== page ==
As of 2012, about half of all American adults suffer from some kind of chronic health condition. Like mine, many of them are invisible. Pain has become a way of life for me. And I know I’m not alone.
I suffer from scoliosis and chronic back pain.
There are days when I don’t want to get out of bed. My alarm clock is begging me to get up and go to work or meet friends for a hike, but my body is begging for mercy. If only I could pull the covers over my head and hide until the pain subsides.
Anyone who has chronic pain can relate. Some days are okay while others are intense. But just like anyone else, I only get 365 days every year to live my life to the fullest. And I’m not going to let my chronic illness get in the way of living a happy life.
Everyone is going through something
Whether you’re among half of Americans who suffer from chronic illness or not, you have your own burdens to bear. We all do. People say you should be nice to everyone because you never know what someone is going through. I know that to be true. No one can see or understand my pain because they’re not living it. This is true for me, and it’s true for many other people too. And when it comes down to it, I really don’t want people to understand my burden. I want to present the best version of myself, regardless of what’s going on with my back. I don’t always succeed, but that’s my goal.
Hope is an important part of happiness
I’ve been through some pretty dark times in my life. Pain and depression led me down a very hopeless path. I can say from my own experience that hope and happiness are bedfellows. One cannot shine without the other. In order to be truly happy in the face of adversity, you must have hope.
I’ve also been in a place where I let my chronic illness run my life. And I can say with great certainty that it’s hard to have hope when you’re focused on pain. When I began to turn things around, I realized that I needed other things to look forward to. I needed to shift my focus from pain towards happiness. It was a process, for certain, but I eventually found a few hobbies that became more like passions.
If you’re in a place where you can’t see beyond your illness, it’s time to turn things around. When you’re doing all, you can to manage symptoms, the only thing left to do is enjoy life to the best of your ability. Experiment with different hobbies to find something you can look forward to doing.
Treatments are always evolving
It’s important to find hope that has nothing to do with your chronic illness, but it’s also important to have hope that there will eventually be a cure or a more effective treatment.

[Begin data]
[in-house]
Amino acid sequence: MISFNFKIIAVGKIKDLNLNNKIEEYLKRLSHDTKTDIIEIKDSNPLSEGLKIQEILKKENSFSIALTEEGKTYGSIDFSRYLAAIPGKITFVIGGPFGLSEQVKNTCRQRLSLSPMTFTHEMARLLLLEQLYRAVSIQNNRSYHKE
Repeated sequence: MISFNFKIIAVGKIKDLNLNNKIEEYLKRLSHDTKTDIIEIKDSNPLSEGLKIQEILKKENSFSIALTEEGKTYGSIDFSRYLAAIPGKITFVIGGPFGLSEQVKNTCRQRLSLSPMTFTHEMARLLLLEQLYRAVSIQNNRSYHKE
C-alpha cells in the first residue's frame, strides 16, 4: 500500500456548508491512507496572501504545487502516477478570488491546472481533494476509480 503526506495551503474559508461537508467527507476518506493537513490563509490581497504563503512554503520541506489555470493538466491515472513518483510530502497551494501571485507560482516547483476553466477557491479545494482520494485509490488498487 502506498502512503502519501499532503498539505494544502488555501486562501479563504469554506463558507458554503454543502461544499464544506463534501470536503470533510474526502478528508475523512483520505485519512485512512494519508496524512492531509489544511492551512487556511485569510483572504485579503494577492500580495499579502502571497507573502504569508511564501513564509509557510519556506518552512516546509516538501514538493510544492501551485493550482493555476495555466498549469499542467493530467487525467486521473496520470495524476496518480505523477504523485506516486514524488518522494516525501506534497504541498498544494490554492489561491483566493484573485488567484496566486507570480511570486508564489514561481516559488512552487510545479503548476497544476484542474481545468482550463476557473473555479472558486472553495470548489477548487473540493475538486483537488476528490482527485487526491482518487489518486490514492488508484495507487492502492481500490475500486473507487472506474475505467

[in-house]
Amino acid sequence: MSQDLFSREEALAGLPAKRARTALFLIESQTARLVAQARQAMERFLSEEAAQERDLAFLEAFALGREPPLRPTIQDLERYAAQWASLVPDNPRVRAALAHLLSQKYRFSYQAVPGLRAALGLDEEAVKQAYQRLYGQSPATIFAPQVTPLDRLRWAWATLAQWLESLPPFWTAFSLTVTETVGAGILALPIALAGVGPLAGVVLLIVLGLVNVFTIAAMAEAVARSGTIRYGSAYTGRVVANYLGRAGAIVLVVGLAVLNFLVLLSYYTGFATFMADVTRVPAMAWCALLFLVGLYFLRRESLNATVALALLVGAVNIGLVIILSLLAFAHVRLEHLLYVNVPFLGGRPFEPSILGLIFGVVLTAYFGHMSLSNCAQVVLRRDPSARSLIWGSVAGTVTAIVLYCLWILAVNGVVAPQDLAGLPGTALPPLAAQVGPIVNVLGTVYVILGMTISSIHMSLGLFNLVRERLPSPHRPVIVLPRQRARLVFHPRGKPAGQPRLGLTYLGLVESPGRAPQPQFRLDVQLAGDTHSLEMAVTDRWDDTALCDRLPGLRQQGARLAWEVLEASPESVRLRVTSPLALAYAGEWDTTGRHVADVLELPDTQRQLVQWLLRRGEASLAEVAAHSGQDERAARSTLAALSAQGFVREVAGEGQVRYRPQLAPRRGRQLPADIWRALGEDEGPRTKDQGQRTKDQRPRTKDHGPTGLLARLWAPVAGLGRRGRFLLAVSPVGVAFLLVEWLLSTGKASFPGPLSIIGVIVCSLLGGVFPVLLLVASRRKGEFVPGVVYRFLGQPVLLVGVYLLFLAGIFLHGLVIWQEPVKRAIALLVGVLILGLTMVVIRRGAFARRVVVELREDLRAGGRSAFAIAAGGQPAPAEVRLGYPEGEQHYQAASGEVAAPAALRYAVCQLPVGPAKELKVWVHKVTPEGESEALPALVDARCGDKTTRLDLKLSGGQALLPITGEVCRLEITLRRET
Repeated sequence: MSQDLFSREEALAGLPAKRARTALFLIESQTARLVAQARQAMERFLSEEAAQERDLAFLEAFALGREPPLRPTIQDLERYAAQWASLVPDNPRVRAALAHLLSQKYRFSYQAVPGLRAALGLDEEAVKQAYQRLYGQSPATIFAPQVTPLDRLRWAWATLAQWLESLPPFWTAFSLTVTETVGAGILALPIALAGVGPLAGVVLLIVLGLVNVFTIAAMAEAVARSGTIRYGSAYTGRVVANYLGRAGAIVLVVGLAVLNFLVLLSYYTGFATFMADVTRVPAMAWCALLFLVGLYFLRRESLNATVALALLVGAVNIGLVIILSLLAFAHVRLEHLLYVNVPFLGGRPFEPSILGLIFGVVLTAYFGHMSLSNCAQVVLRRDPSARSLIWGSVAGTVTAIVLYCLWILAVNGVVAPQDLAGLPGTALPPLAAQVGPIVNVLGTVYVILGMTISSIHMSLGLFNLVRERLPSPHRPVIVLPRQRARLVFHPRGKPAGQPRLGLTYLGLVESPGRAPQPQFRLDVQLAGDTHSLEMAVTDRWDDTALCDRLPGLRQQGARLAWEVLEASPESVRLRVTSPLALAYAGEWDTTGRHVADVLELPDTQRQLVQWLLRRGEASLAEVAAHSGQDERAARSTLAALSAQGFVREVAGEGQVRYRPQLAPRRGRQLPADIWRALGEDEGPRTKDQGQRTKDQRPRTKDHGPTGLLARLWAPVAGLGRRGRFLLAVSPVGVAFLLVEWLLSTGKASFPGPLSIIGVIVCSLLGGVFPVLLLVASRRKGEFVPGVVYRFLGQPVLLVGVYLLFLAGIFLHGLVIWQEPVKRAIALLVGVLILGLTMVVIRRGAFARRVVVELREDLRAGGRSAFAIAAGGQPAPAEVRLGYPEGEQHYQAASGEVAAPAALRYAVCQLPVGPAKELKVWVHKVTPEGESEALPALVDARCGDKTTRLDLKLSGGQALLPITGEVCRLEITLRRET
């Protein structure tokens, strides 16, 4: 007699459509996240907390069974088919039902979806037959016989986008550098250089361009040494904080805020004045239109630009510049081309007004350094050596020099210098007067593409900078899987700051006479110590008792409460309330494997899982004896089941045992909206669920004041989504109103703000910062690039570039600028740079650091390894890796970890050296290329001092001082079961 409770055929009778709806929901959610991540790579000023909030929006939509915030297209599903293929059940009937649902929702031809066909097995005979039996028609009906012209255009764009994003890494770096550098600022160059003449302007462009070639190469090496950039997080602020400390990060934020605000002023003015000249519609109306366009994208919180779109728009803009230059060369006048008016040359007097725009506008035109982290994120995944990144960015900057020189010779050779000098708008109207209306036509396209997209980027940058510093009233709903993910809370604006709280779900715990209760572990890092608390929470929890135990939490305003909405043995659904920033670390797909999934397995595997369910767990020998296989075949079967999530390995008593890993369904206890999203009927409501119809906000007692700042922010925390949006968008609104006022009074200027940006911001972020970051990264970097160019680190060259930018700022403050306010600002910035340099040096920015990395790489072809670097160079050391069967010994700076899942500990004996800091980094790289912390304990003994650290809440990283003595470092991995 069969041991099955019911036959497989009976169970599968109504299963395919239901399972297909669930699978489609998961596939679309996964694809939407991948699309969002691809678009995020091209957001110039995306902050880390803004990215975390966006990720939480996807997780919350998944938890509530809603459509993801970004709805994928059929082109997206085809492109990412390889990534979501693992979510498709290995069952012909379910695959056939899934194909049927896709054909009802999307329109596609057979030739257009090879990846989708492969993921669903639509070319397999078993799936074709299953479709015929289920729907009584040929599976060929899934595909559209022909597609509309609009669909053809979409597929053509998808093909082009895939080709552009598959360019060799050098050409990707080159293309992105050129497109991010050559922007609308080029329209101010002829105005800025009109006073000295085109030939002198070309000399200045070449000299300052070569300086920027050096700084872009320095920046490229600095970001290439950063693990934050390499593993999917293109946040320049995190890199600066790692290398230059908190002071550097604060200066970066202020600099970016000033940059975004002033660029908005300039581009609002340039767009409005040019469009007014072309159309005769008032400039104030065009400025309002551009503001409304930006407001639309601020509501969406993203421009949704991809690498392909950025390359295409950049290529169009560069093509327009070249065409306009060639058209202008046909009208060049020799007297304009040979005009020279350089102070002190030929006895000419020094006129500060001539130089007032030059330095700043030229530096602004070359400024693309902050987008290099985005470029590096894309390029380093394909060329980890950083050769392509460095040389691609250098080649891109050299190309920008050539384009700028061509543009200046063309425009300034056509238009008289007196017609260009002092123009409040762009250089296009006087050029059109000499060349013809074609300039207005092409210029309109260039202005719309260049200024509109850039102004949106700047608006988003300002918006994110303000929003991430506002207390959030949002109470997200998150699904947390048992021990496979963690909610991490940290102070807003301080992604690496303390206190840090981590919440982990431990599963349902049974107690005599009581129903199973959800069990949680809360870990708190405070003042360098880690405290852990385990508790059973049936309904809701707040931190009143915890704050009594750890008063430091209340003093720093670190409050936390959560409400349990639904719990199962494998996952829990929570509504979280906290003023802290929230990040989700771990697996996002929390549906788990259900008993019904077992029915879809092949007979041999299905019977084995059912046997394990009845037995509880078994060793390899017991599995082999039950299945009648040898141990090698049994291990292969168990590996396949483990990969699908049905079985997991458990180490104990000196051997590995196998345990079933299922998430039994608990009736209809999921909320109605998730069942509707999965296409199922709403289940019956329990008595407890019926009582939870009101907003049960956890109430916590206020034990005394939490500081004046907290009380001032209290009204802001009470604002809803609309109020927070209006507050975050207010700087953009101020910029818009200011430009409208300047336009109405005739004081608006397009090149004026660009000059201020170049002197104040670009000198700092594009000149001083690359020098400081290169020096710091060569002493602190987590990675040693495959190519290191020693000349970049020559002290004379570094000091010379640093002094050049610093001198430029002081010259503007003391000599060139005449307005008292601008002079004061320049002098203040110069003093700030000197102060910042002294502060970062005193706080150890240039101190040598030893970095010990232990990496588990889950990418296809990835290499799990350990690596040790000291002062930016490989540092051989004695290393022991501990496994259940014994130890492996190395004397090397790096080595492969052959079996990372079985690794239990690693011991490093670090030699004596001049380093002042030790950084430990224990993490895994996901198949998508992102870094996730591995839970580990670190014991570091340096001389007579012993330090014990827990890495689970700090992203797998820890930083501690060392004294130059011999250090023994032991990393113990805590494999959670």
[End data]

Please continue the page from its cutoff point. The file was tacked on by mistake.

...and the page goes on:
When it comes to disease and pain management, everyone must walk their own path. Some people stick to the road well-traveled, others stray far from the beaten path, and some people take a moderate approach. Personally, I’ll try anything to help heal my pain. That’s at least part of what led me to an opioid addiction, but it’s also what gives me hope for better days.
I need to lay off the pain meds now, so I’m always experimenting with alternative therapies. I’ve tried stem cell treatments, acupuncture, and dietary changes. If you’ve heard of it, I’ve probably tried it. I can’t say that one treatment in particular has been the holy grail of pain relief, but I’ve found some merit in most of the alternative therapies I’ve tried.
Meditation is one that I would suggest to anyone suffering from any type of chronic illness. Meditation helps strengthen the mind, and we all know, this is as much of a mental battle as it is physical.
We only get this one life
As cliché as it sounds, we only get this one life. When the clock runs out, nothing else matters. All the plans you had for “when you’re feeling better” go out the window.
None of us know exactly how much time we have to do everything. We only know that we have this moment right here. At the risk of sounding macabre, your life (or mine) could end before the sun rises again. This is why I don’t put my life on hold because of chronic illness, and you shouldn’t either.
This isn’t to say that you should put your health at risk, though. Just like me, you’ll probably have to be careful about overexerting or doing anything that could worsen your condition. But within reason, never let your chronic illness get in the way of your life.
ABOUT THE AUTHOR: TREVOR MCDONALD
Trevor McDonald is a freelance content writer who has a passion for writing since he was a young adult. He has written a variety of education, health, self- development and lifestyle articles. In his free time, you can find him playing with his dog, writing stories at his favorite coffee shop, or laying out on the beautiful beaches of San Diego. You can find more about Trevor on his LinkedIn.